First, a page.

This past winter my friend Pablo sent me an email encouraging me to check out a Chef’s Table episode on Francis Mallman. In the past, Pablo had been to our annual 3-day party for 150 friends at the vineyard where for 18 years we eat whole pigs, piles of oysters, a flock of chicken, and sundry other delicacies. He felt this was something I must do. Now. I had never heard of the show (it is currently in its second season) and had a faint recollection that a chef from Argentina with that name had swung through the East Bay and held a dinner at Camino. My wife had gone to bed early so I tuned in and watched the show. I did not sleep that night. Leaving Mallman’s personal ethics and approach to life and people in his life aside for the moment, his approach to cooking was—is—thrilling. The episode shows him in remote parts of his native Patagonia cooking whole animals over live fire on spits, crosses, beds of coals, large steel platters, you name it. As long as it can be cooked over fire and is enhanced by low heat and charring, he is doing it. I love what fire does to food. The Maillard Reaction brings out the sweetness of vegetables and meat and the smoky depth of flavor in the food somehow grabs me by my primal soul and shakes me. I salivate. I do the seat dance. That night my mind raced with how I would further expand my cooking techniques for my party in July. Take it up a notch. Make 150 of my friends dance in excitement.
I contacted my buddy Rob Hunter who has a restaurant on the Mendocino Coast—Uneda Eat—and told him to watch the show. He did. He drew up some plans and dropped them at the farm where my brother, Nick, who is handy with a torch, made a couple of crucifixes with weighted bases and spears with hooks out of rebar. We used the backhoe to dig a large pit the size and depth of a coffin. On Saturday morning we built a bed of mesquite hardwood coals and oak and over the next 8 hours slowly cooked 2 whole lambs and 28 whole chickens. When they were finished we then placed a whole pig wrapped in wet banana leaves in the pit and buried it with dirt to let it steam overnight (see web site for recipe from 10 years ago). The next day we dug up the pig and pulled the entire animal. We added spices and cooked the pulled pork on large sheet pans with more fat and salt at very high heat in a large wood –fired oven to crisp it up for Sunday’s Taco feast. The results were delicious. The process was invigorating. There was no waste of any of the animals and an entire team of people was involved in preparing the meal. It fostered what cooking and eating should; a sense of community as we cooked and carved and prepared the animals to share with friends. And we danced in our seats and on our feet that weekend.
So, as a thank you to Francis Mallman for his inspiration, I suggest you check out his cookbook On Fire and take a shot at one of his dishes below. If you’d like more details on how we cooked over open fire I am happy to email you or call you but for most people whole animal cooking is not feasible so I will not include those recipes here. Enjoy the smoky flavors of low heat, open fire cooking.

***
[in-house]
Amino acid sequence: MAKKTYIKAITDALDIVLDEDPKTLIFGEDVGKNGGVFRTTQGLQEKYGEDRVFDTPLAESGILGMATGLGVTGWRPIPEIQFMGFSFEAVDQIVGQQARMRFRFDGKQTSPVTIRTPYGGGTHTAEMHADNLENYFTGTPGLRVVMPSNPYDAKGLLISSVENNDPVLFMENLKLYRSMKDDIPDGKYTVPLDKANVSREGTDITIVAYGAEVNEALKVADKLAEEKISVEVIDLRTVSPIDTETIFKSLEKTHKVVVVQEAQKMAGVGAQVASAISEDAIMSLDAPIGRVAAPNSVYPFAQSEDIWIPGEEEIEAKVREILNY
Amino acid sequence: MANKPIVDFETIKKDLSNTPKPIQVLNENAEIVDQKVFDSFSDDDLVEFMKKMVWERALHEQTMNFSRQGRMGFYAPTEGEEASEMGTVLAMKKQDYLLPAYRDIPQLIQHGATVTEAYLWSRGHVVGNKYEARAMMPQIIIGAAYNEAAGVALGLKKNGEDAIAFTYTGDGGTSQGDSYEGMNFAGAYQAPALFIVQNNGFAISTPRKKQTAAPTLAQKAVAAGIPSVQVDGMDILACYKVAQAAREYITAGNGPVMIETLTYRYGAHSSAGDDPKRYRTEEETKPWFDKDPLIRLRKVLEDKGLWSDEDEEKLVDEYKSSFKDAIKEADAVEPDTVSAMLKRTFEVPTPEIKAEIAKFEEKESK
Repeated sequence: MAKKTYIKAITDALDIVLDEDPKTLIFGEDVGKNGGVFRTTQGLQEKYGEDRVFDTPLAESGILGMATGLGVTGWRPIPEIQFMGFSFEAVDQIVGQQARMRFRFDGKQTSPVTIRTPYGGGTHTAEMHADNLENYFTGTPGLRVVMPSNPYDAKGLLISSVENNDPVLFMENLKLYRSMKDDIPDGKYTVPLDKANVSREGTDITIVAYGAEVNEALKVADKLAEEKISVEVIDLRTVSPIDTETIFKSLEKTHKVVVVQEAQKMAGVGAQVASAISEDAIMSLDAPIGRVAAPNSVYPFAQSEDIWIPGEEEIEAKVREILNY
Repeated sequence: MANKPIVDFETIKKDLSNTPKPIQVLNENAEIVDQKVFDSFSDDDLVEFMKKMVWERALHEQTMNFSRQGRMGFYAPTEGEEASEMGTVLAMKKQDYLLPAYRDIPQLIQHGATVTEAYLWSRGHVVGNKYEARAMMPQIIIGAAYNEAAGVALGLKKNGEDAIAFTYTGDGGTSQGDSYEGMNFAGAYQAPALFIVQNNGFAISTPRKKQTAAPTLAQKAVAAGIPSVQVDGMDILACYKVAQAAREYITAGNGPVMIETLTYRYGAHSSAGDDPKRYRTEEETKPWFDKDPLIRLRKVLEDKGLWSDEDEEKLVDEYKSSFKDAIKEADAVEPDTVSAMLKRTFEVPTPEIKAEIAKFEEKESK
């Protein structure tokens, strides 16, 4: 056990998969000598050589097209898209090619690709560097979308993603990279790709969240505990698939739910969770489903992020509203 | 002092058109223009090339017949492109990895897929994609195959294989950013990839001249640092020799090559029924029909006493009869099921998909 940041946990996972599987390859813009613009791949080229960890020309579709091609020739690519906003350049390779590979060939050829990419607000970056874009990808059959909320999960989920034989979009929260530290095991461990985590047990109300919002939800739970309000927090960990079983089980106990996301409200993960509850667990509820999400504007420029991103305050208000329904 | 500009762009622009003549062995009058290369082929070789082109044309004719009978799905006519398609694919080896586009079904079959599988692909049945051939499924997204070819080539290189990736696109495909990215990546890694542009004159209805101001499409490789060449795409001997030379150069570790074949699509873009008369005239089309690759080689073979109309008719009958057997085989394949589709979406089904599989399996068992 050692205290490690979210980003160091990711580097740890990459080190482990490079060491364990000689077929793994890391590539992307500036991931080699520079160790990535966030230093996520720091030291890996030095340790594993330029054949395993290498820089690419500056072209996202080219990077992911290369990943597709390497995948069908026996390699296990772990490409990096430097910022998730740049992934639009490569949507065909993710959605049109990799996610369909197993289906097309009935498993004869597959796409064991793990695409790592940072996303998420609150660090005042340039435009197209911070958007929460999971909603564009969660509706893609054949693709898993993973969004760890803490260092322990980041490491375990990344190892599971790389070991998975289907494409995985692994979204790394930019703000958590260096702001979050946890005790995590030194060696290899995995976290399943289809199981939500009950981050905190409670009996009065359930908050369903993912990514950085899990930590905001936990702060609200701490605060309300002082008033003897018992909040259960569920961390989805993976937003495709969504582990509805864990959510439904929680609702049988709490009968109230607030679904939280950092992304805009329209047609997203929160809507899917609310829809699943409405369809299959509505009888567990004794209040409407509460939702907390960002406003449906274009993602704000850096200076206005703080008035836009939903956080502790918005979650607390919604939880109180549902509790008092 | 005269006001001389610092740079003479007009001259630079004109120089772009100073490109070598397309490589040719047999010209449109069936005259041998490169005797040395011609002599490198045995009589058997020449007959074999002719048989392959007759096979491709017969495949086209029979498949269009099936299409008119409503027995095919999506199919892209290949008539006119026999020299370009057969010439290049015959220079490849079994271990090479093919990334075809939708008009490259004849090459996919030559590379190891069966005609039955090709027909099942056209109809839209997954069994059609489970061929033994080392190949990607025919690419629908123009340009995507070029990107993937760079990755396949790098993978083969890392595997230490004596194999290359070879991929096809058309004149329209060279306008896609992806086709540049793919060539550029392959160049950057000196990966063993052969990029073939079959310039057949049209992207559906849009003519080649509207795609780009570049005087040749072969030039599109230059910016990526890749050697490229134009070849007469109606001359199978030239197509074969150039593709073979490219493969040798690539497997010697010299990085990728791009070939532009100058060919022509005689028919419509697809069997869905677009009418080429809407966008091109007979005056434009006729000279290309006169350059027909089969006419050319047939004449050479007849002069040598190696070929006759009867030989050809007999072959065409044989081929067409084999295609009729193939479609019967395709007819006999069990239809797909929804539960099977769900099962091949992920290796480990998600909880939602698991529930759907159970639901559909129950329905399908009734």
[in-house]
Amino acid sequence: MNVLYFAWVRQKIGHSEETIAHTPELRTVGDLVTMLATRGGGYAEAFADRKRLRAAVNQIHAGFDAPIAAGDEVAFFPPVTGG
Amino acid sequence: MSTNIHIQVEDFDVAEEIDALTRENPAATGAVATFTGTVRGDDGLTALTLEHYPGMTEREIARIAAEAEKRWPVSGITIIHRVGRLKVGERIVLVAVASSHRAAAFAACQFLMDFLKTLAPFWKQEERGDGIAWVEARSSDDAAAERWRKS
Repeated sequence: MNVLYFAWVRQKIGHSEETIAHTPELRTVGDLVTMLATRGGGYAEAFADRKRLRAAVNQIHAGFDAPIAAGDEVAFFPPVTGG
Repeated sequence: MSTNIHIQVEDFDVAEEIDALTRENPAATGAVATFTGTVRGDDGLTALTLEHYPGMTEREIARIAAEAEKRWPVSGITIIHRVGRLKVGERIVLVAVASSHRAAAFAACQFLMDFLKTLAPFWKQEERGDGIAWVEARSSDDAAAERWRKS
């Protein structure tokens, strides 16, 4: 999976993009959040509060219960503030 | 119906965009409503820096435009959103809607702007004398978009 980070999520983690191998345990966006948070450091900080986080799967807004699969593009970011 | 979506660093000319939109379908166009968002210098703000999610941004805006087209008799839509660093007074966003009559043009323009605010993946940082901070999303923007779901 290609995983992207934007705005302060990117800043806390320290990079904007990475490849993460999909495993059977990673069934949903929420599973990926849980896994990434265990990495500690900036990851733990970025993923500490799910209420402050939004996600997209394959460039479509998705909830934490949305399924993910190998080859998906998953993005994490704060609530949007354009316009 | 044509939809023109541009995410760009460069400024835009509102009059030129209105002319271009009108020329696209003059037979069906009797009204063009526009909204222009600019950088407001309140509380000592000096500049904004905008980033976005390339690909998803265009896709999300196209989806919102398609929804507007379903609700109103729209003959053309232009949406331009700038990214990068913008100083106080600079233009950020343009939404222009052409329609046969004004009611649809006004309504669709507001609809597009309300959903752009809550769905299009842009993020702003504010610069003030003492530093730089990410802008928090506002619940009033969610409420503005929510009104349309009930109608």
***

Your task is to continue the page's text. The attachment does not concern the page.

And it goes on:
Leg of Pork Ingredients
1 pork leg, on the bone. 22lbs, leave 3/4 inch thick fat on leg
4+ bunches of Rosemary
12 garlic cloves
1 cup water
1 Tbs coarse salt
1 navel orange
2 Tsps black peppercorns
3 garlic cloves
1/4 cup rosemary leaves, chopped
1 Tbs fresh lemon juice
3/4 cup extra Virgin olive Oil
Serves 15-20 with leftovers
Leg of Pork
Make deep lengthwise cuts in the fat side of the leg along the entire pork leg about 1 1/2 inches apart. Cut crosswise to form a crosshatch pattern along entire leg. Season with plenty of salt. Line the grooves with rosemary sprigs, pressing in as much rosemary as you can. Slice garlic in fat pieces and stuff in and around rosemary in the grooves of fat. Use butcher’s string to tie loops around leg to hold rosemary in place. Wrap in foil and refrigerate 3 to 4 hours, overnight is best. Bring to room temperature before roasting.
If grilling (recommended), build a charcoal fire to medium heat and turn oven to 325 degrees. Place the meat on the fire and grill slowly, turning to brown the fat on all sides. Transfer to a roasting pan, cover with double thickness of tin foil, and place in the oven for 4 hours. If only using the oven, heat the oven to 425 degrees. Place pork leg in a roasting pan and brown for 25 minutes until fat crisps and rosemary is fragrant. Remove from oven, cover with foil, lower oven to 325 degrees and cook covered for 4 hours.
After 4 hours, uncover the meat and pour off most of the fat. Raise heat to 350 degrees and baste meat with fat and return to the oven for another 2 hours or until the interior is 150 degrees and the fat is crisp and brown. Remove from oven, put on cutting board with a loose foil tent and let rest for 30 minutes.
Orange, Black Pepper and Rosemary Salmuera
Boil 1 cup water. Add the salt and dissolve and remove from heat. Strip the zest from the orange, chop it and set it aside in a mortar. Trim all the pith from the orange and throw it away. Place a bowl underneath to catch the juices while you cut between orange membranes to release the segments and let the segments drop into the bowl. Set aside.
Wrap the peppercorns in a kitchen towel and pound with a mullet until cracked. Add to mortar with orange zest, garlic cloves and chopped rosemary. Pound and grind into a coarse paste. Stir paste into the orange juice then whisk in 1/4 cup of the salt water, the lemon juice and the olive oil. Add orange segments and set aside in a serving dish.
Carve thin slices inwards towards the bone and then cut lengthwise the direction of the leg bone to release slices. Arrange the slices on plates, pour juices from the leg on top and serve with the salmuera.Recipe_Mallman Leg of Pork